As I arrive at the venue, one thing stands out about the line weaving down the side of Rescue Rooms, and that is black. Black, black, and more black, with a hint of red hair here and a dash of purple spiky belt there, the overall effect is a sold out sea of darkness – with me stood awkwardly to the side in my blue jeans and grey jumper.
While we’re on the subject of not quite belonging, first up are hardcore quintet Silent Screams, who do their best to rile up the mostly unfamiliar crowd. They blaze their way through songs such as ‘Everything Overcome’ and ‘Desperation’, the latter see’s clean vocals / bassist-on-loan Sam Kubrick Finney instigate a wall of death, to which the crowd happily oblige. Throughout the set, the lack of knowing by those in attendance does leave that spark that a room full of fans would achieve missing, but not for lack of trying. Kubrick Finney, guitarist Ozzi Osman and frontman Joel Heywood do their best to make a memorable set – Joel Heywood joins those on the barrier for penultimate song ‘The Way We Were’, his commanding presence finally getting the whole floor bouncing. They finish on ‘When It Rains’, and leave having definitely made an impression on at least half of the crowd, it’s just a shame the other half weren’t so willing to let themselves go to the unfamiliar, but not unenthusiastic band. (3.5/5)
Next up are New Years Day, who, judging by the multitude of screaming fans as they enter, fit in perfectly as the second-in-command to Motionless In White’s black-clad army. They kick into opener ‘Kill Or Be Killed’, vocalist Ashley Costello a blur of red and black hair. The crowd lap it up, chanting along “We’re so, we’re so contagious!” during ‘Epidemic’, and screaming their love for the title track from most recent album ‘Malevolence’. Costello, along with guitarists Nikki Misery and Jeremy Valentyne stomp up and down the stage, giving the fans everything they came here to see, but I’m not quite convinced. Maybe I’m ten years too late (read: ten years too old) because the music is good, and the vocal talents of Miss Costello are decent, but nothing about the band is exciting to me. Of course, I am in the vastly outnumbered minority, with the majority of the room screaming their appreciation when fan favourite ‘Angel Eyes’ first note rings out. They end their set with ‘Defame Me’, Misery and Valentyne leaning into the adoring masses, making the night extra special for the fans in the front rows. (3.5/5)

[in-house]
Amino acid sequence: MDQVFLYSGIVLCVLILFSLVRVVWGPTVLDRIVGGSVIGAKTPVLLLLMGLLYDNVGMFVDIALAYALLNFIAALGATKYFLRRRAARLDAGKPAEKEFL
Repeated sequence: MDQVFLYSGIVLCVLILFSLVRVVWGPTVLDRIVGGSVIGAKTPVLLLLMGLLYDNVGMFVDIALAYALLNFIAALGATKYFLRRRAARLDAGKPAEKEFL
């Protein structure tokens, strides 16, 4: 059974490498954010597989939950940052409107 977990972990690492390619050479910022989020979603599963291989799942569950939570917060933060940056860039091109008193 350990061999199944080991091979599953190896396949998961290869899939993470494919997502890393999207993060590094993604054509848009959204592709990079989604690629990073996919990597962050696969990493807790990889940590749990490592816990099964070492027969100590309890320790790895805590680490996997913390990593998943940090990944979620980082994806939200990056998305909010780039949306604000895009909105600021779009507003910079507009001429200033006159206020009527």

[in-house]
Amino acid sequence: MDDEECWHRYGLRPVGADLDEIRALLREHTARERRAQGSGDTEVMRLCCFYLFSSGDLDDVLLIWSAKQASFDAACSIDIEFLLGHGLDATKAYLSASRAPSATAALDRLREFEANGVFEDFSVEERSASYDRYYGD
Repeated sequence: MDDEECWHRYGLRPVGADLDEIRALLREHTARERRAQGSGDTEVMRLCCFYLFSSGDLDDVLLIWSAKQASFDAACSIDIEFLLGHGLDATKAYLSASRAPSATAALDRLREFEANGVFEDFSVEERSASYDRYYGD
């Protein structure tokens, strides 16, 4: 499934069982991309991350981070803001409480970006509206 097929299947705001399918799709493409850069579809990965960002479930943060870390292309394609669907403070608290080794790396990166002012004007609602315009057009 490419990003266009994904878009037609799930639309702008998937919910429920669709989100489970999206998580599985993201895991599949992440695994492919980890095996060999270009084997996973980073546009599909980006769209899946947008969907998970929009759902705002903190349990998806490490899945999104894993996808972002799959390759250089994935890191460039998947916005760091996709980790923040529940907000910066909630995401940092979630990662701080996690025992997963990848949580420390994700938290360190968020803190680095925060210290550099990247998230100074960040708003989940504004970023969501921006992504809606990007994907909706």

Finally the band everyone has been waiting for, Motionless In White make an entrance with ‘Death March’. The black-clad army has turned into the black sea, with arms and bodies moving from the back to the front even on the balcony. Chris Motionless’s self proclaimed “song for the die hard fans” ‘Fatal’ proves that pretty much everyone in here falls into that category. Political anthem ‘America’ hints at a teeny bit of irony. Lines like, “Making saints out of (useless) pop stars” and “We upload our status and beg for attention” are littered through the verses, as the whole sea chants along with Chris Motionless “A-M-E-R-I-C-A” and takes videos and photos to (probably) post on social media after the show.
After ‘Hatefuck’, Motionless In White treat us to an unexpected, but enjoyable rendition of Linkin Park’s ‘One Step Closer’ (the whole age thing popping up again as a notice a handful of people around me don’t know the words). The chanting in ‘Dead As Fuck’ is very reminiscent of the chanting in ‘America’, which is the only con I can see as a listener unfamiliar with Motionless In White as a band. A couple of times throughout the set everything seemed to blend together, the only distinctive qualities being whether they played a gothic-y Manson-esque song or a heavier metalcore type song.
During ‘Contemptress’, Ashley Costello takes on guest vocal duties, to the utter delight of the audience. The band finish the main set with ‘Scissorhands (The Last Snow)’, leaving the stage only to be brought back on for a final encore of ‘Reincarnate’. Knowing this is definitely their last chance, the crowd lose their minds with one final burst of energy. (3.5/5)
Words and photos by Carrie-Anne Pollard.